Children of Men (2006)
Reviewed on 2009 February 6
When I sit down to watch a movie, I always try to be open-minded, but this thing irritated me so much I could barely finish it. Really, the only thing I liked about it was the soundtrack — I don’t recall ever hearing King Crimson in a movie before and hearing “In the Court of the Crimson King” got my hopes up for something really interesting — but for the most part the movie just annoyed me. I know this is based on the novel of the same name, one which I honestly didn’t read yet, but this just didn’t translate well. Watching the movie made it seem as if someone smoked some stuff without washing the acid rain off first, and decided it would be a great idea to combine 1984 with the Nativity story.
Theo (Clive Owen) is an ex-activist in 2027 England, pretty much the only nation left more or less intact after a flu epidemic. That’s not saying much; had Orwell lived in this England he’d have given up, gotten an Emo haircut, and thrown himself out a window. The flu presumably did a number on fertility too. We never learn the precise cause here, but no woman has given birth in almost two decades. You’d think the BBC would be wetting themselves over this, but the main feature is… illegal immigration, and that’s a gripe I’ll get to in a minute. We never learn much about Theo except he seems to like Bells, and that’s a pity, because he’s the only marginally likable character here. We do know he works or worked for some shadowy agency called the Human Project, and his ex-flame Julian (Julianne Moore, playing a real sweetheart here) recruits him to help a young woman: Kee (Claire-Hope Ashitey). We learn that Kee is not only pregnant, but the activists are no better than the government — they want the baby as a political football too. Theo has no choice but to get her someplace safe.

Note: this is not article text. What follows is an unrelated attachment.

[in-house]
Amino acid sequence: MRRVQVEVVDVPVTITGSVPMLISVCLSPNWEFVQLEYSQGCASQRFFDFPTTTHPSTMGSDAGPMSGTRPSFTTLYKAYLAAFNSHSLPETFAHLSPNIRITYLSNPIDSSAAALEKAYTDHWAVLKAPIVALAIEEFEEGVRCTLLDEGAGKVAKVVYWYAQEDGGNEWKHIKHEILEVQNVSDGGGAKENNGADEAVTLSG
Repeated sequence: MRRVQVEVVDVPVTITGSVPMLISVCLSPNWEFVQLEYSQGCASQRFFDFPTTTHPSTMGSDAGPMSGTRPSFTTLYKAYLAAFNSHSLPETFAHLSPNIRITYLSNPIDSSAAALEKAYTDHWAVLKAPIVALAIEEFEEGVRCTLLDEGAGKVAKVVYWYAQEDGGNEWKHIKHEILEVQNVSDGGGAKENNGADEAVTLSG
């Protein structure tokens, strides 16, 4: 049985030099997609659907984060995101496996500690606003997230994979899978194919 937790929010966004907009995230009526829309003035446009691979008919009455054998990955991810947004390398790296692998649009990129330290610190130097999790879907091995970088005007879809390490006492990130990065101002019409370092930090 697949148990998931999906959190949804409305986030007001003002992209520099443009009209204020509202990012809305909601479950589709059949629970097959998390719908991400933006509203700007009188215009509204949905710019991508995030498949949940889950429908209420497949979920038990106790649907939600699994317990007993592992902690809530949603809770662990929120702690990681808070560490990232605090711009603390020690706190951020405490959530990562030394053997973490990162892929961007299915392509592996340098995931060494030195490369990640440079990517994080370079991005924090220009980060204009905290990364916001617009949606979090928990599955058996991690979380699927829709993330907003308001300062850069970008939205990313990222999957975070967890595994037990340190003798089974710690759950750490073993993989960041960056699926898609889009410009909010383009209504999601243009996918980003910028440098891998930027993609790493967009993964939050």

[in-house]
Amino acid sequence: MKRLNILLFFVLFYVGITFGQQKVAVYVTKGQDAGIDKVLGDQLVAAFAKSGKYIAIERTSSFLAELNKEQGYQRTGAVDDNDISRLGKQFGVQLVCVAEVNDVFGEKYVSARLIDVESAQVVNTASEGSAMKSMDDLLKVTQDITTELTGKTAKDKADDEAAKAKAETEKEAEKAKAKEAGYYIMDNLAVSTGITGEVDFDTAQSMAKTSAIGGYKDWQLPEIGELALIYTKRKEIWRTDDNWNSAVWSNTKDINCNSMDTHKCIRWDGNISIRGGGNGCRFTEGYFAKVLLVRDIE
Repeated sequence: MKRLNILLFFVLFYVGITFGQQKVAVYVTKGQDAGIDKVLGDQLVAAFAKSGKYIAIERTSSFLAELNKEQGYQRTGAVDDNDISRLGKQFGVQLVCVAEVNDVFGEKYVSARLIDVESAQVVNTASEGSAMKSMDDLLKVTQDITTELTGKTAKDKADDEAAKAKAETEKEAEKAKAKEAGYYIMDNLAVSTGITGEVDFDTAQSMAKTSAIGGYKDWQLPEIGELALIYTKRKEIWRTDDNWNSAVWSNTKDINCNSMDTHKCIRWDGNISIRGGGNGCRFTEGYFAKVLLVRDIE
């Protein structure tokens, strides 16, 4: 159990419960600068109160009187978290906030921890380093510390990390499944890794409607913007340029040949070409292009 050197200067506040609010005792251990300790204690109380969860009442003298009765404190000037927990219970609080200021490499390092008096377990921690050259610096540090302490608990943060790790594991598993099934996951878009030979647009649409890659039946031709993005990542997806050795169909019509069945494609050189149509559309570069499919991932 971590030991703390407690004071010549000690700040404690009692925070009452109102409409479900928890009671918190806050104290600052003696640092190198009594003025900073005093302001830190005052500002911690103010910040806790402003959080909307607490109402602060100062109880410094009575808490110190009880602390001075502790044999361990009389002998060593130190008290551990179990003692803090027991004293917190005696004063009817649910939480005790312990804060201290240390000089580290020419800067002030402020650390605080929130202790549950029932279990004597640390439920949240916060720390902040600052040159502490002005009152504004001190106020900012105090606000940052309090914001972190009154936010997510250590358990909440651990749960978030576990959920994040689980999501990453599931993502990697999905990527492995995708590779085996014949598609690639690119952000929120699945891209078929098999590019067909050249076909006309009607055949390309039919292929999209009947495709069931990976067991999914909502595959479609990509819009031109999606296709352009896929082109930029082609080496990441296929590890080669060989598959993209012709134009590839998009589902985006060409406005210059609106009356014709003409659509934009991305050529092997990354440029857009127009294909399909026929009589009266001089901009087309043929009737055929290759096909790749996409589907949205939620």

I admit, the premise is very interesting. That’s probably why I was so disappointed. The first problem is that the characters were so flat and annoying that my Give-A-Crapometer™ couldn’t get out of idle. It tried to be oh-so-now that the script itself seemed naggy. I mean, here’s Kee, about to have a baby, and she still has time to get in a PETA-style dig. The other thing that annoyed me was the underlying theme that if we want to regulate immigration — if we want to know to whom we give citizenship in an effort to screen out terrorists — we’re a bunch of goose-stepping fascist pigs. Beyond that, the plot just meandered. The activists just drifted in and out of the story like the tides, but we’re supposed to overlook that for the message. I tried to give this a morsel because of the music and the use of the Pink Floyd pig, but eh, I can’t.
Bad movie! No morsel for you.